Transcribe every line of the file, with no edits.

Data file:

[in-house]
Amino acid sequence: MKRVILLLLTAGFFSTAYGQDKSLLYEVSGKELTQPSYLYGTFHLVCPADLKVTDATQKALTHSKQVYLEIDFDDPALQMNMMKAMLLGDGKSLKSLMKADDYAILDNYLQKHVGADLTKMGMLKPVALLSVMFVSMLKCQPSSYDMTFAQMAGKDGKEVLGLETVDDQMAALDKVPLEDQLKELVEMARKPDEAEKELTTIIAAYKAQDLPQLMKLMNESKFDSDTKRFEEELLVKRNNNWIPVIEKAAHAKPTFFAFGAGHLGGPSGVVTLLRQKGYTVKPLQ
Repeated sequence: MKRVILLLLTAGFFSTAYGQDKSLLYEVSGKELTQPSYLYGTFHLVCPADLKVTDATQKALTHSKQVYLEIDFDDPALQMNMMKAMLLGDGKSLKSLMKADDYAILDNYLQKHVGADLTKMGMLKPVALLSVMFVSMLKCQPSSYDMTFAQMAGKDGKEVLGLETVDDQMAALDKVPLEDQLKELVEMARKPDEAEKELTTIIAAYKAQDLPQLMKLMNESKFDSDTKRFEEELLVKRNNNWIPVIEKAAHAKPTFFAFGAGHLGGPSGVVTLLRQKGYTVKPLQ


[in-house]
Amino acid sequence: MKRVILLLLTAGFFSTAYGQDKSLLYEVSGKELTQPSYLYGTFHLVCPADLKVTDATQKALTHSKQVYLEIDFDDPALQMNMMKAMLLGDGKSLKSLMKADDYAILDNYLQKHVGADLTKMGMLKPVALLSVMFVSMLKCQPSSYDMTFAQMAGKDGKEVLGLETVDDQMAALDKVPLEDQLKELVEMARKPDEAEKELTTIIAAYKAQDLPQLMKLMNESKFDSDTKRFEEELLVKRNNNWIPVIEKAAHAKPTFFAFGAGHLGGPSGVVTLLRQKGYTVKPLQ
Repeated sequence: MKRVILLLLTAGFFSTAYGQDKSLLYEVSGKELTQPSYLYGTFHLVCPADLKVTDATQKALTHSKQVYLEIDFDDPALQMNMMKAMLLGDGKSLKSLMKADDYAILDNYLQKHVGADLTKMGMLKPVALLSVMFVSMLKCQPSSYDMTFAQMAGKDGKEVLGLETVDDQMAALDKVPLEDQLKELVEMARKPDEAEKELTTIIAAYKAQDLPQLMKLMNESKFDSDTKRFEEELLVKRNNNWIPVIEKAAHAKPTFFAFGAGHLGGPSGVVTLLRQKGYTVKPLQ